Charles E. Taylor has been sentenced to federal prison for hacking his former Atlanta-based employer and sabotaging their internal communications network, causing more than $800,000 in damage.
“Taylor deliberately sabotaged the computer network he had been entrusted to protect because he was upset with his former employer,” said U.S. Attorney Byung J. “BJay” Pak. “Corporate insiders like Taylor cause significant losses through hacking activity each year, and companies must remain vigilant against insider threats to their network security.”
“Taylor used sabotage to betray the trust placed in him by his employer, causing extreme hardship for the company and his fellow employees,” said Chris Hacker, Special Agent in Charge of FBI Atlanta. “No amount of subterfuge will protect cyber criminals from being unmasked, arrested and prosecuted by FBI investigators and federal prosecutors.”
According to U.S. Attorney Pak, the charges and other information presented in court: In 2013, Taylor, a resident of Jacksonville, Arkansas, was hired as a systems administrator for a lumber and building materials wholesaler. In early 2018, a large Atlanta-based building products distributor acquired the company. Taylor kept his job as a senior systems engineer after the merger, but he was unhappy with the newly combined company and resigned in July 2018.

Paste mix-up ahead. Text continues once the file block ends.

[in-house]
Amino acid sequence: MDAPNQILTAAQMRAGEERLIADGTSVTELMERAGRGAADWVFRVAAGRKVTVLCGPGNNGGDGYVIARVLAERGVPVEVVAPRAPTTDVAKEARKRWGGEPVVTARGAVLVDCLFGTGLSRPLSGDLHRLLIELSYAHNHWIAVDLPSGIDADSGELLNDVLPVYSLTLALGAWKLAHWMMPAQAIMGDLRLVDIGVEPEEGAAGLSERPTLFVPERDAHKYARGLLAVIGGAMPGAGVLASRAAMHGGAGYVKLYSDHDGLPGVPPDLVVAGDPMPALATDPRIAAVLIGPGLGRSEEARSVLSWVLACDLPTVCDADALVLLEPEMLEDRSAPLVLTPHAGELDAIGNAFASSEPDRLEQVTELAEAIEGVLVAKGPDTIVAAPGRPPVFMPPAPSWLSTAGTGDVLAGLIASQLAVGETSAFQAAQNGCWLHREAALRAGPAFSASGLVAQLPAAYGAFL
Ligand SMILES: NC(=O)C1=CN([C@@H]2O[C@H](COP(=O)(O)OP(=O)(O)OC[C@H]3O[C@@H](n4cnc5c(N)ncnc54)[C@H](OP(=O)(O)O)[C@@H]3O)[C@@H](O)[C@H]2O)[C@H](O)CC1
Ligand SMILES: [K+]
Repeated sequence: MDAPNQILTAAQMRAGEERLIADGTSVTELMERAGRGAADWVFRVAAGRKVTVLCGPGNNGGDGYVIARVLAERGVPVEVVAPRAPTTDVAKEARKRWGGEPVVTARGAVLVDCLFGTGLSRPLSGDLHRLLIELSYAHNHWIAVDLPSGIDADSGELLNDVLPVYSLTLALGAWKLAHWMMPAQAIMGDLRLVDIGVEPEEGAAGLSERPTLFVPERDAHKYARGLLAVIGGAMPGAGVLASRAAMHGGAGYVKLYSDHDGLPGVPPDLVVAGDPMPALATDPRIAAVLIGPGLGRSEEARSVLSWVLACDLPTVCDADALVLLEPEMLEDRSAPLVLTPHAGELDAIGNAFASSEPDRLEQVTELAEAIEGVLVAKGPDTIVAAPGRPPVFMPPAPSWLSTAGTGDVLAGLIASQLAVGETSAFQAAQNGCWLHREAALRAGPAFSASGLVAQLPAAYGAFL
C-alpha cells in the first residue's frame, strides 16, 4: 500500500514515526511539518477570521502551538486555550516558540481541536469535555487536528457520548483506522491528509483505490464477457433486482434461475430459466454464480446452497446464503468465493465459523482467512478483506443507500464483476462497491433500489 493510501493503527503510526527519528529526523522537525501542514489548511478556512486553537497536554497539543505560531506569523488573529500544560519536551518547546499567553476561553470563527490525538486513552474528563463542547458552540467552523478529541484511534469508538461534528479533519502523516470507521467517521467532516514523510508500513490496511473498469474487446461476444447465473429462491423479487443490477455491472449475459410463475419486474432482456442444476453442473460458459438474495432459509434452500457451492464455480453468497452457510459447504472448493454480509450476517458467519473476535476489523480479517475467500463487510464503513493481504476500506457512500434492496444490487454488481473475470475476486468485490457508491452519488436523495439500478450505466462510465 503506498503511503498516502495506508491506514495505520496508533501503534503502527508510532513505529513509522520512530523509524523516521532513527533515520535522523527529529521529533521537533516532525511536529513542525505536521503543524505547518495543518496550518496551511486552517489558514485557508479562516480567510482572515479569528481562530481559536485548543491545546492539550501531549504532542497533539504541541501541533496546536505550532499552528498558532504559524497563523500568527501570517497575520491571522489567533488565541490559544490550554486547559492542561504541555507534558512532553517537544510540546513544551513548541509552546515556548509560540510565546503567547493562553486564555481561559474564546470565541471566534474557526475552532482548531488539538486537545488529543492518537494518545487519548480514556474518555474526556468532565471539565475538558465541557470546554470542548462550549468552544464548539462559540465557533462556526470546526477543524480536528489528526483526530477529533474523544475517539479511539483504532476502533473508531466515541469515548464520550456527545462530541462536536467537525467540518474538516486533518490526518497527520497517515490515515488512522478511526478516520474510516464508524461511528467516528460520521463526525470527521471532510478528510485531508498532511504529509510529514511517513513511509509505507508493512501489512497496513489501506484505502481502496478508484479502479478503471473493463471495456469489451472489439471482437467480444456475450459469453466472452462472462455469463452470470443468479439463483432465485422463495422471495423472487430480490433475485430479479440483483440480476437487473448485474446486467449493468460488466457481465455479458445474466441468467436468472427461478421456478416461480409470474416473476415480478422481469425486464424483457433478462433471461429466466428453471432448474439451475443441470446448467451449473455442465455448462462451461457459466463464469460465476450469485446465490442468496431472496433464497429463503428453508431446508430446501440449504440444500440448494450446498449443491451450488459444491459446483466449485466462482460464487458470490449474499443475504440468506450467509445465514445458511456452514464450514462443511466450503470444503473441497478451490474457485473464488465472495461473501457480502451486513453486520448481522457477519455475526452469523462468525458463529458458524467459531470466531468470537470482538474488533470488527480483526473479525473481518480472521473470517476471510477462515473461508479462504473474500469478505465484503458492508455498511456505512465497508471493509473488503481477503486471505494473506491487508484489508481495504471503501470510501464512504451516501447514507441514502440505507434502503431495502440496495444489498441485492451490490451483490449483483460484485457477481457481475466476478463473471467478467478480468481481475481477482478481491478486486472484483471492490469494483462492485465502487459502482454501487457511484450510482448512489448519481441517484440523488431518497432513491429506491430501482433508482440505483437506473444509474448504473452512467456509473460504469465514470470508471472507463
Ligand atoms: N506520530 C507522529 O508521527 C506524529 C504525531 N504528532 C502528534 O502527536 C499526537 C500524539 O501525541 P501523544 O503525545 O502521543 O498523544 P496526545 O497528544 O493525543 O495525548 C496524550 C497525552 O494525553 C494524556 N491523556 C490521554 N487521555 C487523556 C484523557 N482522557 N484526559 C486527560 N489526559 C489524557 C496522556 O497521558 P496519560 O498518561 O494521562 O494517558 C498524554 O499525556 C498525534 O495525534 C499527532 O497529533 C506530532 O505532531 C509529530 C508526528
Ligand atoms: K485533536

A month after his departure, Taylor conducted a multi-stage sabotage campaign targeting the company’s network. Using information he gained in his employment, Taylor logged into the network remotely without authorization and used encryption methods to hide his network connections. In mid-August 2018, Taylor changed passwords for network routers located at dozens of company warehouses. Company employees were unable to access the routers, and the company replaced them shortly thereafter at a cost of roughly $100,000.
Days later, Taylor issued a shutdown command for a central command server on the company’s network, crippling internal communications at the company. As the company worked to restore its network over a two-day period, employees at several of its branches were forced to take customer orders by hand and field incoming orders using their personal cell phones. In total, the server sabotage cost the company over $700,000 dollars in lost profits and remediation costs.
Charles E. Taylor, 60, of Jacksonville, Arkansas, was sentenced by U.S. District Judge J.P. Boulee to one year and six months in prison, to be followed by three years of supervised release – one year of which will be served on home detention – and ordered to pay restitution in the amount of $834,510. Taylor was convicted of computer fraud on February 19, 2020, after he pleaded guilty.
The Federal Bureau of Investigation investigated this case.
Assistant U.S. Attorney Nathan P. Kitchens, Deputy Chief of the Cyber and Intellectual Property Crimes Section, prosecuted the case.